(1) Required Forms
(a) Acknowledgment of Application Receipt form ( form HUD-2993), for paper application submissions only (you must have an approved waiver in order to submit a paper application); (b) Application for Federal Assistance (SF-424).
(Note: Applicants must enter their legal name in box 8.a. of the SF-424 as it appears in the Central Contractor Register (CCR). See the General Section regarding CCR registration);
(c) SF-424 Supplement—Survey on Ensuring Equal Opportunity for Applicants (listed as “Faith Based EEO Survey” (SF-424 SUPP) on Grants.gov);
(d) Questionnaire for HUD's Initiative on Removal of Regulatory Barriers (form HUD-27300) (“HUD Communities Initiative Form” on Grants.gov);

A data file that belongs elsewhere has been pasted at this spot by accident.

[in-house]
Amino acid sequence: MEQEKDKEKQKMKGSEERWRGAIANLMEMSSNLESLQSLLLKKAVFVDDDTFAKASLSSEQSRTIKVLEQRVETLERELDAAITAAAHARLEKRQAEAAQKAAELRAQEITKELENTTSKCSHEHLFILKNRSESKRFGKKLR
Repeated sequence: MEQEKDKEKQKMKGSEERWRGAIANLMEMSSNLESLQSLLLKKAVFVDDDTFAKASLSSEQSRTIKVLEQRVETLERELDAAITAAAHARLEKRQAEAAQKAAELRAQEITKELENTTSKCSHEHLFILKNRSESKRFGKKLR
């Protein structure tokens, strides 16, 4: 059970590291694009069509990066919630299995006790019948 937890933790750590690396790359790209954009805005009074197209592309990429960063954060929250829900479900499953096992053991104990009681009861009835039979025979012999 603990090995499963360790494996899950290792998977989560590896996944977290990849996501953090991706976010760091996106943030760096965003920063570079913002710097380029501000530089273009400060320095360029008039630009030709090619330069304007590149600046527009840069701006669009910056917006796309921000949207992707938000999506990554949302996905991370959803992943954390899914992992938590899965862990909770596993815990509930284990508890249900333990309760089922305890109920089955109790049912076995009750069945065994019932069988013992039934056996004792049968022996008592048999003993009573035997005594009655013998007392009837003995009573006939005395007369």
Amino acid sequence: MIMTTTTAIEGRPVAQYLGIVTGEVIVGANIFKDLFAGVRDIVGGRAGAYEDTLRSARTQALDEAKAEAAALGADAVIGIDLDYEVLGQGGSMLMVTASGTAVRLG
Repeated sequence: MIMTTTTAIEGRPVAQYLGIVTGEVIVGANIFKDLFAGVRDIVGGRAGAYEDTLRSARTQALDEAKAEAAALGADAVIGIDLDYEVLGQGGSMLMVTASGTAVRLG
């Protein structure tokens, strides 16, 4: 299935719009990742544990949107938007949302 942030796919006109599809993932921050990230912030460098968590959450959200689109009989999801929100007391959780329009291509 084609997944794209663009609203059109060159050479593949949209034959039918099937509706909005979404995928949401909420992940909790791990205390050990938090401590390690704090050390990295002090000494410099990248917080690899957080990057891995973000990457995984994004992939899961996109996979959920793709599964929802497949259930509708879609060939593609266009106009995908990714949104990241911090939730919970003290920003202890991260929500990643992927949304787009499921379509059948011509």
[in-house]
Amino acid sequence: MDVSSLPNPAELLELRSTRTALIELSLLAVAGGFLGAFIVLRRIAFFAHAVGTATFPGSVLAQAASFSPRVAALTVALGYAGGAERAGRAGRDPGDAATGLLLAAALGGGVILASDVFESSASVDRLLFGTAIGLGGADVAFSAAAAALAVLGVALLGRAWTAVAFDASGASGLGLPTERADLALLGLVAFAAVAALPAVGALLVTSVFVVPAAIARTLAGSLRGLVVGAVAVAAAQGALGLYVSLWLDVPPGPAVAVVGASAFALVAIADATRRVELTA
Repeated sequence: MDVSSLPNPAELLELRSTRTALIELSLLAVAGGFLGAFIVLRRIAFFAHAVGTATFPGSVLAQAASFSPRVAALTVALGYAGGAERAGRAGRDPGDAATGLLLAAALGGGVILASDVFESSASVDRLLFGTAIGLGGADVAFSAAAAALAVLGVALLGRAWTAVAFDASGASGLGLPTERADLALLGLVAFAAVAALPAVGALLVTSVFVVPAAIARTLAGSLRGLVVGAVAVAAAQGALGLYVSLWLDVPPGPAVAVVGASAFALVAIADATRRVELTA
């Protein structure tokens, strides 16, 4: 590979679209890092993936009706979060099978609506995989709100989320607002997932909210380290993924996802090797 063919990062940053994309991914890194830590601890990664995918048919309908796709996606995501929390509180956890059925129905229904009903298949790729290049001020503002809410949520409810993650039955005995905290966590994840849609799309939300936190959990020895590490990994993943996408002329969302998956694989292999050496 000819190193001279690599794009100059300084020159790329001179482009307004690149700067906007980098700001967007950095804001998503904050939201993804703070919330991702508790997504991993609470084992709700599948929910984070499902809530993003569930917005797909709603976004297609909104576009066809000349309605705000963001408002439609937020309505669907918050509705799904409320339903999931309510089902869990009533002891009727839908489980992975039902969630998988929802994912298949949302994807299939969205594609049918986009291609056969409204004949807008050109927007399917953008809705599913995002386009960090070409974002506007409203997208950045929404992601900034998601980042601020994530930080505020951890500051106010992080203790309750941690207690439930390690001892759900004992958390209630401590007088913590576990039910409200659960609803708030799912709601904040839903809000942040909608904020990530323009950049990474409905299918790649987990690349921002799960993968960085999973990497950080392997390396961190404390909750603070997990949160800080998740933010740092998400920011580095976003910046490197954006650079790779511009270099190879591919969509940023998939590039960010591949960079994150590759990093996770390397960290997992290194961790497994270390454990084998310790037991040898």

(e) ROSS Fact Sheet (form HUD-52751);
(f) Grant Application Detailed Budget (form HUD-424-CB) (“HUD Detailed Budget Form” on Grants.gov);
(g) Grant Application Detailed Budget Worksheet (form HUD-424-CBW); (Please Note: Applicants must submit a separate form HUD-424-CBW for any subcontract worth 10 percent or more of the requested grant amount);
(h) Applicant/Recipient Disclosure/Update Report (form HUD-2880);
(i) Certification of Consistency with RC/EZ/EC-II Strategic Plan (form HUD-2990), if applicable;
(j) Certification of Consistency with the Consolidated Plan (form HUD-2991);
(k) Disclosure of Lobbying Activities (form HUD-SF-LLL)—if applicable;
(l) Disclosure of Lobbying Activities Continuation Sheet (form HUD-SF-LLL-A)—if applicable;
(m) You Are Our Client! Grant Applicant Survey (form HUD-2994-A) (Optional);
(n) HUD-96011, “Third Party Documentation Facsimile Transmittal” (“Facsimile Transmittal Form” on Grants.gov); this form must be used as the cover page to fax third-party letters, documents, etc., that cannot be attached to the electronic application.